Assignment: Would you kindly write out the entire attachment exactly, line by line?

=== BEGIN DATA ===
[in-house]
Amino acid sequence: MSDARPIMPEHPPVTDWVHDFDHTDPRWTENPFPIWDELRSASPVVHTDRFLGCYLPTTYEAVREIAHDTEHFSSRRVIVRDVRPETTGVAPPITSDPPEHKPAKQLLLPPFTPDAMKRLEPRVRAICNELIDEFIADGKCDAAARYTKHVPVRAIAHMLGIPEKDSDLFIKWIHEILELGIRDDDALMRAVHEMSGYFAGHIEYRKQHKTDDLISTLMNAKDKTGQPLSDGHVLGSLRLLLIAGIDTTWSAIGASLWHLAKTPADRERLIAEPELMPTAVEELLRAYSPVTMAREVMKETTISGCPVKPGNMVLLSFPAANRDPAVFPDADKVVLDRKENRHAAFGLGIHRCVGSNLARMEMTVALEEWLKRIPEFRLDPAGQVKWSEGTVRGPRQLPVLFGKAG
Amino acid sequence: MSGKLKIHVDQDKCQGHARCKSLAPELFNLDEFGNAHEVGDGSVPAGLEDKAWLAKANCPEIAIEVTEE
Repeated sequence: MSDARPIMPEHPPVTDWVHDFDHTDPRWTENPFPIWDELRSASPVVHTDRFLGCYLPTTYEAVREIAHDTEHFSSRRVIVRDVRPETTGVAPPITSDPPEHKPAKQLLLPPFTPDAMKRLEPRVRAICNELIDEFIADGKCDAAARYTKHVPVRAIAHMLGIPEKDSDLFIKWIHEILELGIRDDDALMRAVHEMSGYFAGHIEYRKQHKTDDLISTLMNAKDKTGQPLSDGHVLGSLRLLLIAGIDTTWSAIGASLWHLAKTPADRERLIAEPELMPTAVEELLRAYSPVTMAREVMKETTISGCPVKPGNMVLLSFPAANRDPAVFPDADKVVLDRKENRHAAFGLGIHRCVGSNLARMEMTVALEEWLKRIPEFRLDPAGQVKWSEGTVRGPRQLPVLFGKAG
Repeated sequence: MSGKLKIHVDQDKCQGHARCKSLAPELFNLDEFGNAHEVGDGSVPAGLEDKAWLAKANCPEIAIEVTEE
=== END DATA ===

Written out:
[in-house]
Amino acid sequence: MSDARPIMPEHPPVTDWVHDFDHTDPRWTENPFPIWDELRSASPVVHTDRFLGCYLPTTYEAVREIAHDTEHFSSRRVIVRDVRPETTGVAPPITSDPPEHKPAKQLLLPPFTPDAMKRLEPRVRAICNELIDEFIADGKCDAAARYTKHVPVRAIAHMLGIPEKDSDLFIKWIHEILELGIRDDDALMRAVHEMSGYFAGHIEYRKQHKTDDLISTLMNAKDKTGQPLSDGHVLGSLRLLLIAGIDTTWSAIGASLWHLAKTPADRERLIAEPELMPTAVEELLRAYSPVTMAREVMKETTISGCPVKPGNMVLLSFPAANRDPAVFPDADKVVLDRKENRHAAFGLGIHRCVGSNLARMEMTVALEEWLKRIPEFRLDPAGQVKWSEGTVRGPRQLPVLFGKAG
Amino acid sequence: MSGKLKIHVDQDKCQGHARCKSLAPELFNLDEFGNAHEVGDGSVPAGLEDKAWLAKANCPEIAIEVTEE
Repeated sequence: MSDARPIMPEHPPVTDWVHDFDHTDPRWTENPFPIWDELRSASPVVHTDRFLGCYLPTTYEAVREIAHDTEHFSSRRVIVRDVRPETTGVAPPITSDPPEHKPAKQLLLPPFTPDAMKRLEPRVRAICNELIDEFIADGKCDAAARYTKHVPVRAIAHMLGIPEKDSDLFIKWIHEILELGIRDDDALMRAVHEMSGYFAGHIEYRKQHKTDDLISTLMNAKDKTGQPLSDGHVLGSLRLLLIAGIDTTWSAIGASLWHLAKTPADRERLIAEPELMPTAVEELLRAYSPVTMAREVMKETTISGCPVKPGNMVLLSFPAANRDPAVFPDADKVVLDRKENRHAAFGLGIHRCVGSNLARMEMTVALEEWLKRIPEFRLDPAGQVKWSEGTVRGPRQLPVLFGKAG
Repeated sequence: MSGKLKIHVDQDKCQGHARCKSLAPELFNLDEFGNAHEVGDGSVPAGLEDKAWLAKANCPEIAIEVTEE